“Know why I left the lobby how it is? The elevator, too?” He didn’t wait for an answer. “Because it makes us look like hayseeds. Only insiders get to this floor; the trade goes to the second. Wait ‘til you get a load of that. Looks like a fuckin’ sweat shop, Brooklyn in the ‘20s.”
“I don’t understand.”
“If we look like dim bulbs, hayseeds, rubes, that gives us a leg up. Business is about two things: Getting lots of advantages, and making the most of them.”
“A Potemkin village in reverse.”
“Don’t be clever, Mr. Porter, be smart. There’s a difference between the two.”
Cedric Styckney turned at last and sat down at his desk. The desk commanded attention. Seven feet long and four feet wide, its heart was a huge piece of glass, pulled from the wreck of a diesel locomotive. The glass had been framed in smooth stainless steel and suspended from the ceiling by wires so thin they were almost invisible. The effect succeeded, it did indeed look like the desk was floating. Andrew was reminded of Danni’s face by looking at the face of her father, but in him, there was a fierceness, a hawk-like grace, and a singleness of purpose. He wore a three-piece suit of excellent cut, regimental tie, and wire-frame glasses. He was trim, and athletic, with a military haircut; a man who could lie about his age and get away with it. He looked at Andrew. “What do you know about business?” he asked.
“Nothing,” Andrew admitted.
Mr. Styckney laughed out loud, “Very good. Tactful and honest. You’ve got your work cut out for you.”
Andrew, heading for uncharted waters, got himself ready to pitch. “However,” he began, “the study of letters teaches one to think, and that skill can be transferred to any discipline, including the production of wing nuts.” At the mention of the phrase “wing nuts,” Cedric Styckney’s lips curled into a smile, and a far away look came over his face.
“And the values and lessons of business are present in literature.”
“Take poetry as an example. This literary form has much to reveal about efficiency, economy, power, maximizing sales, and design excellence.”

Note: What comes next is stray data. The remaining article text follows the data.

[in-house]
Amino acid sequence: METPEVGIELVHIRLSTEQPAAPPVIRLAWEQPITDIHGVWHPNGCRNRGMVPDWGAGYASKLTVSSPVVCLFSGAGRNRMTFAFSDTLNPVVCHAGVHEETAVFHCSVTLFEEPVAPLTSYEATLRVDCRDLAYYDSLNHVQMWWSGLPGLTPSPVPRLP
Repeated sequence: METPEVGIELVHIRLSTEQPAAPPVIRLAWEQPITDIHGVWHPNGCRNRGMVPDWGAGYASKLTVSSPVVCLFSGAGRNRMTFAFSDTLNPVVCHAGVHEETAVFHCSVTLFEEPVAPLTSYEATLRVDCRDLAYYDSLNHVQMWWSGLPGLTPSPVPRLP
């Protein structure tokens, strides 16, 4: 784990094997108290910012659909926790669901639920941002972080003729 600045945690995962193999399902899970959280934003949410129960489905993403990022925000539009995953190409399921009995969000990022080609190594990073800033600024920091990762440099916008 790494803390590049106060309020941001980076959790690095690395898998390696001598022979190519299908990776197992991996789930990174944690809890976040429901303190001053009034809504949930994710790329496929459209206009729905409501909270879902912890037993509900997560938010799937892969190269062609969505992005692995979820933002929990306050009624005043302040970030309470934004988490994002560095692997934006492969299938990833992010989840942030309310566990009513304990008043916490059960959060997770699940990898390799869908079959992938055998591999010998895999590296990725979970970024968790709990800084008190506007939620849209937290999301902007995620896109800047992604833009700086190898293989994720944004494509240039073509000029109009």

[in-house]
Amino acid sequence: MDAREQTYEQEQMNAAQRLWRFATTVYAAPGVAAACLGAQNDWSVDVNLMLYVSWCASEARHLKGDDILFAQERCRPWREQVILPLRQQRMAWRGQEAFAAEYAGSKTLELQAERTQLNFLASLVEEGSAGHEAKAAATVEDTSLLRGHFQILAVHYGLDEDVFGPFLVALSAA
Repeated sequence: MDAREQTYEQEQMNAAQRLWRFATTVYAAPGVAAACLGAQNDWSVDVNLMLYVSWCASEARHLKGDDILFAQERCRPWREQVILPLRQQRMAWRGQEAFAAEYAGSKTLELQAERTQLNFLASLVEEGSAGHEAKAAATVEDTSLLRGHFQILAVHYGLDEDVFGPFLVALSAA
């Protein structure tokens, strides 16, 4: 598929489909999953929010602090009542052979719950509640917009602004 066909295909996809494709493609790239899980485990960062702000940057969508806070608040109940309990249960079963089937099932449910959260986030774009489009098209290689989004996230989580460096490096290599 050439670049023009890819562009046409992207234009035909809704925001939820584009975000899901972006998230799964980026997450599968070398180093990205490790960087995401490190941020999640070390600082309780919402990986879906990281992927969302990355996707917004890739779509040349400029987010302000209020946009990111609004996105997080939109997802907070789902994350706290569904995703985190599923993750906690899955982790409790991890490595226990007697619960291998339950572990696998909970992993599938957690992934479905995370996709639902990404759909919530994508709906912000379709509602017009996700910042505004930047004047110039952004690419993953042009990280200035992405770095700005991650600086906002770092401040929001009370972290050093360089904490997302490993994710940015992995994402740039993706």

“Young man,” CS lit a cigar, “you have my undivided attention. Do bear in mind, I wouldn’t know a poem if I were pissing on one.”
Andrew, undeterred, threw out one finger. “One: Efficiency. Poetry delivers the goods, for less. What does that mean to the consumer? More truth, and emotional impact, per word, than any other literary form. A handful of lines can spark a revolution, or reduce a grown man to tears.” Two fingers. “Two: Economy. Poetry demands that things are reduced to their essence; less is more, less is best. In poetry, waste is forbidden!”
The phrase “waste is forbidden” caused CS to smile the same way he did when he saw his grandchildren.
“Three: Power. Poetry is soul food. It’s powerful because it’s indispensable. People must have beauty in their lives, and they must have meaning, too. They need the gifts of poetry, whether or not they know they do.”
Cedric Styckney put his feet on the desk, and pushed back in his chair. He blew a series of smoke rings that the girls at the Crib could have jumped through.
“Four: Repeat business. Great poems are never topical; they exist out of time. Since they deal with eternal truth, they don’t become obsolete. The language of Shakespeare moves us today.”
CS interrupted him. “When you like the product, you’ve got a flair for sales.”
Andrew smiled. “Five: Design excellence. Consumers never wonder why they like a product, or how it got so good. They only wonder if it suits their needs. The harder poets work, the less their labors show. Like process control engineers, with schematics and decision trees, they fine-tune rhyme, meter, simile, allusion, and metaphor. At last, their craft is invisible, the reader simply feels. In business terms, this becomes ‘good enough is never good enough.’”
“So what the hell do you want, anyway?” asked CS abruptly.
“A break. A break from the past. An opportunity. A crack at making real money. Where I am now I get paid the same if I do a good job or a bad one. Nobody wants initiative. I’m not getting ahead. I want a job where excellence is prized.” He was silent for a moment. “I want to kick some ass.”
“It’s important to be loved on the floor,” Cedric Styckney informed him, apropos of nothing at all. “If the men on the floor are behind you, everything goes your way. If they don’t, you’re fucked.”
“I treat everyone the same.”
“Do you have any names of people I could call?”
“Fuck that. I can spot talent, and I’m damn sure not giving it to someone else. Talk to me. My distribution manager just left.”
“You’re getting warmer. He melted down or some shit. I don’t know. He went crazy. I can’t leave that position open for long, it’s way too important.”
“What are you saying?”
“Take a sabbatical. Ask for six months. Start here. If you can cut it, I’ll keep you. If you can’t, you can go back to school.” CS scribbled on a slip of paper, and slid it across the shatterproof glass. “This is what he was getting. Just to make it interesting, I’ll bump it 50%, if you hit your metrics.”
Andrew looked at the scrap of paper. The figure, without the bonus, was over three times his current income. “My God,” Andrew was in shock, “you don’t even know me.”
“Porter,” CS clarified matters, “if you don’t tell me my business, I won’t tell you yours, unless you fuck up.” He paused. “Danni sent you, that tells me plenty. We’ve had a chance to talk. Can you start Monday?”